Dublin’s Cafe Insane to Test Revival in Pub Deals: Real EstateDonal Griffin, Neil Callanan and Dara Doyle
It’s Champagne Friday at Dublin’s Cafe en Seine and a violinist is serenading Dom Perignon-sipping drinkers celebrating the start of the weekend.
The Irish are returning to bars like this one on Dawson Street, known locally as “Cafe Insane,” after Europe’s worst banking crisis prompted many to drink at home to save money. Next month’s sale of the bar and three other popular Dublin hangouts will test the strength of the revival and the level of demand for commercial real estate.
“Given that the economy has been dormant for the last number of years, there’s some light at the end of the tunnel,” said John Younge, a Dublin-based pub auctioneer who expects to sell 10 bars in Ireland this year, twice as many as in 2013. “Maybe people are more optimistic than they used to be.”
Irish pubs in April had the biggest annual increase in sales since 2006 as drinkers began to emerge from five years of austerity after the near-collapse of the country’s banking system forced Ireland to seek an international bailout.
“It got popular to stay at home and not spend money,” said David L’Estrange, whose accounting firm specializes in advising bar owners and who himself has stakes in three Dublin pubs. “Now they’re spending it. They’re going out again.”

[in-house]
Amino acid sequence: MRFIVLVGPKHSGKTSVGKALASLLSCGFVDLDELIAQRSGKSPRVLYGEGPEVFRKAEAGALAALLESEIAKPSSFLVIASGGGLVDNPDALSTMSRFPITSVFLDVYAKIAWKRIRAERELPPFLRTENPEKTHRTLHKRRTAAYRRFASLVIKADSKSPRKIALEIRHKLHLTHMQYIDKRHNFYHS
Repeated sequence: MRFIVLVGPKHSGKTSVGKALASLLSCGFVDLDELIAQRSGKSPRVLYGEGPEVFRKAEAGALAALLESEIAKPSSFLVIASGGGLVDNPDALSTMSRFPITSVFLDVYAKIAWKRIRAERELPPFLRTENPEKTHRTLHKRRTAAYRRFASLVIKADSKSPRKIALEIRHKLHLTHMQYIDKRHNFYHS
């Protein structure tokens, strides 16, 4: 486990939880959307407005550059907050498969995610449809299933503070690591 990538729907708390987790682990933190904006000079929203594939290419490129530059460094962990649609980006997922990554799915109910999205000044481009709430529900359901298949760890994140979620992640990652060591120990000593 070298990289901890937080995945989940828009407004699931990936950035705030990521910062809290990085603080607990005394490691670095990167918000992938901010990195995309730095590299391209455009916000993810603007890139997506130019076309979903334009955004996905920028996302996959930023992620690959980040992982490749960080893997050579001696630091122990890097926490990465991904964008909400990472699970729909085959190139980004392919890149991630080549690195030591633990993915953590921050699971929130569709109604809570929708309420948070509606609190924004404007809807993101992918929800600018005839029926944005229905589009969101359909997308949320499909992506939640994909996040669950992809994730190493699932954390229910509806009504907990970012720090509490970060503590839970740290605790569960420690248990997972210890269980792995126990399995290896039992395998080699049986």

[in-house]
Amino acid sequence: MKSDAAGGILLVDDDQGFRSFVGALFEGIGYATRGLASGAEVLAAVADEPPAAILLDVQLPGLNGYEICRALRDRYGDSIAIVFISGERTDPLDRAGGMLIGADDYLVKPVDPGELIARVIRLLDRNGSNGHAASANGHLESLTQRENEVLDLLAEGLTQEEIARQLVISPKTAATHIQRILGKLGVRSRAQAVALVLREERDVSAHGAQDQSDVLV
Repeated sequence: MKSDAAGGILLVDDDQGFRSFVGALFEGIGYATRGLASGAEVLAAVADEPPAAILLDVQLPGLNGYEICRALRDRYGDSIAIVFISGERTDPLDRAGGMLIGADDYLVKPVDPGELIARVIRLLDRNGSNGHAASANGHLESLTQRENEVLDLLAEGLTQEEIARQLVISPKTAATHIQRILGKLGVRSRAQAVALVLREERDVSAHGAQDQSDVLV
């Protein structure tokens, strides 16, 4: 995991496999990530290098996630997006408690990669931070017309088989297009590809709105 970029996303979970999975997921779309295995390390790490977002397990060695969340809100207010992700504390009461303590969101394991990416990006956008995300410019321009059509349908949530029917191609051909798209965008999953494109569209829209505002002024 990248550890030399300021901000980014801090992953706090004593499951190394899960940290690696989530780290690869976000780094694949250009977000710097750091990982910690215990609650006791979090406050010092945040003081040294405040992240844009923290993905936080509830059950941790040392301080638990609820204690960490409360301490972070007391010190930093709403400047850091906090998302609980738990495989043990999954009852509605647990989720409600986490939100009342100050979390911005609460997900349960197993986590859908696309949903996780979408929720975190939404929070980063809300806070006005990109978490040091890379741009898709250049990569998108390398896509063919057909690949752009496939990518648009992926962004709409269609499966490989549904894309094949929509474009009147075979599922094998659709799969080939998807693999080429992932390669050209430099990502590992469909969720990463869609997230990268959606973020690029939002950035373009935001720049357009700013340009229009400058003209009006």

The establishments are primarily for singles, usually referred to as boy-meets-girl -- or boy -- bars in Ireland, with an estimated combined value of about 12 million euros ($16 million). Three of them, including the George, the city’s biggest gay bar, are in receivership. In such cases, the buildings are typically sold to pay debts.
The fourth, the Dragon, is owned by brothers William and Desmond O’Dwyer, who built up a chain of outlets during Ireland’s Celtic Tiger boom. Desmond O’Dwyer declined to comment and William wasn’t able to be reached.
Ireland’s rampant economy caused the average price of a Dublin bar to more than double to 5.9 million euros in the five years through 2007, according to Morrissey’s, an auctioneering firm based in the city. Last year, that figure dropped to 760,000 euros, 90 percent below the market’s peak, as drink sales in pubs plummeted. In 2009, the Thomas Read Group chain of more than 20 outlets collapsed.
Now signs of life are emerging again. Across Ireland, bar sales rose 1.4 percent in April from a year earlier.
C&C Group Plc, the Dublin-based beverage company that owns Magners cider, reported a 23 percent increase in Irish operating profit for the 12 months through February. The company attributed the increase to the improving economy and its enlarged range of craft beers.
The number of jobs in Ireland rose by about 43,000 during the first quarter from a year earlier as Dublin drew workers from across the globe to Google Inc., Facebook Inc. and Airbnb Inc., which have located their European headquarters around the Grand Canal Square area. The district is nicknamed Googleland after the 2,500 workers on the company’s campus there.
“All the pubs down in that area are doing quite well,” said John Ryan, the real estate broker at CBRE Group Inc. who’s handling the sale of the four bars. “They’re young, well paid, they’re mobile, they don’t have any commitments.”
Some bar owners are more circumspect.